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Current Restoration

20. Primer

Article 20 Primer

The restoration of the 67 E-Type is moving ahead slowly but surely. Bodywork on the cockpit shell is reaching that magic moment when the color coat will be applied. But it is certainly a truism in bodywork that shooting the paint is the easy part, it’s the prep work that is the killer. To recapitulate, I started with a New York car that had seen its share of winter and road salt. Much of the underside of the car was rusted and had to be repaired. Many pieces of custom sheet metal have been cut, formed, and welded into place of the last months.

First, I took the car down to bare metal using 80 grit sanding disks on relatively flat surfaces and using sandblasting on the more contoured surfaces. Certainly, once you identify rust you probably want to go with sand blasting, as this will clean out the corrosion and let you see exactly what you are dealing with. Once I had the car stripped, I laid down a coat of epoxy primer, just to stabilize things from further corrosion. Next, I cut out the areas that were totally rusted. From that point, it was the long road of cutting, shaping, and inserting patch panels.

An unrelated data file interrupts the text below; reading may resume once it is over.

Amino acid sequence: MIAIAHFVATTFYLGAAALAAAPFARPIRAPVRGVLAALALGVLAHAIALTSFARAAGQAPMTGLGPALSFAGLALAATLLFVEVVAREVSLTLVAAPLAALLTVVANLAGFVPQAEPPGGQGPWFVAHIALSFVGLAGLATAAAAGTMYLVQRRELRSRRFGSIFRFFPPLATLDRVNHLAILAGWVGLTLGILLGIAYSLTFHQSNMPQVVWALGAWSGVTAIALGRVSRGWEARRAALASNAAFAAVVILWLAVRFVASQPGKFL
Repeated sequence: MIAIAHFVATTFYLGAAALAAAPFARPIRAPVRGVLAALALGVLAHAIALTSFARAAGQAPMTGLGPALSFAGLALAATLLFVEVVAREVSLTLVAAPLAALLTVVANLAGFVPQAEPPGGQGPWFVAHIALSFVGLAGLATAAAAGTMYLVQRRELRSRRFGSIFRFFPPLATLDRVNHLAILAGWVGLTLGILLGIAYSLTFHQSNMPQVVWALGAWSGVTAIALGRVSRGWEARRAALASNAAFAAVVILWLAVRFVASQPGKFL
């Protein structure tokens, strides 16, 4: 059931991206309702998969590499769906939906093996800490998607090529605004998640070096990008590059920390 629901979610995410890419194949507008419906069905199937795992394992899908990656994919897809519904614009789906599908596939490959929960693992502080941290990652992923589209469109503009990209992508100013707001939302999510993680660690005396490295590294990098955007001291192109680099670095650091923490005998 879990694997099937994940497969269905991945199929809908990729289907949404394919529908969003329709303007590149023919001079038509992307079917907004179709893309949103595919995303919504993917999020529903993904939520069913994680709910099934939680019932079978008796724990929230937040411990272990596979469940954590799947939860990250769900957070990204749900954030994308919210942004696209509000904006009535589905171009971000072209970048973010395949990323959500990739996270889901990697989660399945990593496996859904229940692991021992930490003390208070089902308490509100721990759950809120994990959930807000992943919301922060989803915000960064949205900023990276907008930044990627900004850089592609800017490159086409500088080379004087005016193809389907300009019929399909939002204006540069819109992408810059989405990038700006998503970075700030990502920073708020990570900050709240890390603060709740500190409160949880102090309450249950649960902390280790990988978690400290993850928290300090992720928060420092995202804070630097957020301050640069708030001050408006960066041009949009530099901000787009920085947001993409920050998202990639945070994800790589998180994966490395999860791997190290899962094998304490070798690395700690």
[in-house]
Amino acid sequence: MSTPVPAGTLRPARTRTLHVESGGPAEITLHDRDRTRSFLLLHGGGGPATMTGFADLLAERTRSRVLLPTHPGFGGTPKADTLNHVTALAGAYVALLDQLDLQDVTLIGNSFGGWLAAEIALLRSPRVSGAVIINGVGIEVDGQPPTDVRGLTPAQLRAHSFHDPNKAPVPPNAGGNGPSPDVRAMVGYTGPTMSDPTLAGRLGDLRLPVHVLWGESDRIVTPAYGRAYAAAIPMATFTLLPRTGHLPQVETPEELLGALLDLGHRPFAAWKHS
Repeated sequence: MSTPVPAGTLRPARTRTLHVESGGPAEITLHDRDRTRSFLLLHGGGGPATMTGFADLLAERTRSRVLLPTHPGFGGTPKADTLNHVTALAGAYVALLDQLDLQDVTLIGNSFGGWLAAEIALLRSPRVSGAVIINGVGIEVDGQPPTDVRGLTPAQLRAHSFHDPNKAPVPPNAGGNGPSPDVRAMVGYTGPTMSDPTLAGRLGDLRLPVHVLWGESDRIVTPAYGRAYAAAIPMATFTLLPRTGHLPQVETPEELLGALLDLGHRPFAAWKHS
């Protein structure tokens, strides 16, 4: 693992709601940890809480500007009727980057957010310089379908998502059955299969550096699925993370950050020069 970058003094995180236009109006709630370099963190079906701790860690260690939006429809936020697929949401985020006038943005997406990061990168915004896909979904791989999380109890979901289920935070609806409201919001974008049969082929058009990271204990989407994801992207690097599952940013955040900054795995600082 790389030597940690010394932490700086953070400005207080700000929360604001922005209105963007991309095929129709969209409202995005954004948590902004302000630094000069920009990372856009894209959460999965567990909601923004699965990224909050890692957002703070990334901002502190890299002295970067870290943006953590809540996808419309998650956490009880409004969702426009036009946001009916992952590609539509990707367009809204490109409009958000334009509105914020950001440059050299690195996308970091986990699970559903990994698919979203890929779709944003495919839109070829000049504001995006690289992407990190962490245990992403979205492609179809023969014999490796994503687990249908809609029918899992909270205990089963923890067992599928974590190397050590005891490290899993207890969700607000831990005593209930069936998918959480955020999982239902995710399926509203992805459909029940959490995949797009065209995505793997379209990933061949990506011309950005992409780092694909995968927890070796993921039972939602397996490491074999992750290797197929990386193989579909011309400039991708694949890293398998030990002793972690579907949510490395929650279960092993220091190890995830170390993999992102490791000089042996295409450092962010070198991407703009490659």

I know that a few artisans out there are capable of welding in a perfect patch that leaves a smooth surface ready for paint. I am not one of those artisans. My skill level will get the surface of the patch close. I strive to leave it at or a little below the finish surface so that I can build up the final surface with body filler. Modern body fillers have come a long way in quality and one shouldn’t be scared of using them. Try and keep them thin (<1/8″) and there shouldn’t be any long term issues.